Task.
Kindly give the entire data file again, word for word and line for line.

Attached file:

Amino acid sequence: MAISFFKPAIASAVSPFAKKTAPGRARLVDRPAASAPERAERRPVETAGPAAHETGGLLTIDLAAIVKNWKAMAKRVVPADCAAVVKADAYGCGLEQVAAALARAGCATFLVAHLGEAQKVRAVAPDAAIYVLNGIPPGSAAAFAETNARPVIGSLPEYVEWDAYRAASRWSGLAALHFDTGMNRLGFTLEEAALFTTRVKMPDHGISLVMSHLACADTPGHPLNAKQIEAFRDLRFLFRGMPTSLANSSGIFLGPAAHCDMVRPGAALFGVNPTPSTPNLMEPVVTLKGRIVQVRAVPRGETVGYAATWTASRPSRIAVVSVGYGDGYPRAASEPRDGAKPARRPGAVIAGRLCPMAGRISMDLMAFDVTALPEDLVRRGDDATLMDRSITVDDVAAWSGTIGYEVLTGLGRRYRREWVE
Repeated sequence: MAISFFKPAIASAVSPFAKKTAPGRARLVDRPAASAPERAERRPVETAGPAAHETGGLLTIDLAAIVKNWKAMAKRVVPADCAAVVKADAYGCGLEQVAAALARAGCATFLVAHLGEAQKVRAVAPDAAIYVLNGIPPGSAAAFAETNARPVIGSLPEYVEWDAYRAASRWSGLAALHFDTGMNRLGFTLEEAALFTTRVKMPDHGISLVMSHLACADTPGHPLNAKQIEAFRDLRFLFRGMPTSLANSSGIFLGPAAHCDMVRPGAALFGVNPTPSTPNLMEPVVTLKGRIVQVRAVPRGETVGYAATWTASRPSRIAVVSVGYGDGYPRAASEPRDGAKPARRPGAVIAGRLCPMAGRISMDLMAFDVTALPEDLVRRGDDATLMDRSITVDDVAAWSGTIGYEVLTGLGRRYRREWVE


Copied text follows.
Amino acid sequence: MAISFFKPAIASAVSPFAKKTAPGRARLVDRPAASAPERAERRPVETAGPAAHETGGLLTIDLAAIVKNWKAMAKRVVPADCAAVVKADAYGCGLEQVAAALARAGCATFLVAHLGEAQKVRAVAPDAAIYVLNGIPPGSAAAFAETNARPVIGSLPEYVEWDAYRAASRWSGLAALHFDTGMNRLGFTLEEAALFTTRVKMPDHGISLVMSHLACADTPGHPLNAKQIEAFRDLRFLFRGMPTSLANSSGIFLGPAAHCDMVRPGAALFGVNPTPSTPNLMEPVVTLKGRIVQVRAVPRGETVGYAATWTASRPSRIAVVSVGYGDGYPRAASEPRDGAKPARRPGAVIAGRLCPMAGRISMDLMAFDVTALPEDLVRRGDDATLMDRSITVDDVAAWSGTIGYEVLTGLGRRYRREWVE
Repeated sequence: MAISFFKPAIASAVSPFAKKTAPGRARLVDRPAASAPERAERRPVETAGPAAHETGGLLTIDLAAIVKNWKAMAKRVVPADCAAVVKADAYGCGLEQVAAALARAGCATFLVAHLGEAQKVRAVAPDAAIYVLNGIPPGSAAAFAETNARPVIGSLPEYVEWDAYRAASRWSGLAALHFDTGMNRLGFTLEEAALFTTRVKMPDHGISLVMSHLACADTPGHPLNAKQIEAFRDLRFLFRGMPTSLANSSGIFLGPAAHCDMVRPGAALFGVNPTPSTPNLMEPVVTLKGRIVQVRAVPRGETVGYAATWTASRPSRIAVVSVGYGDGYPRAASEPRDGAKPARRPGAVIAGRLCPMAGRISMDLMAFDVTALPEDLVRRGDDATLMDRSITVDDVAAWSGTIGYEVLTGLGRRYRREWVE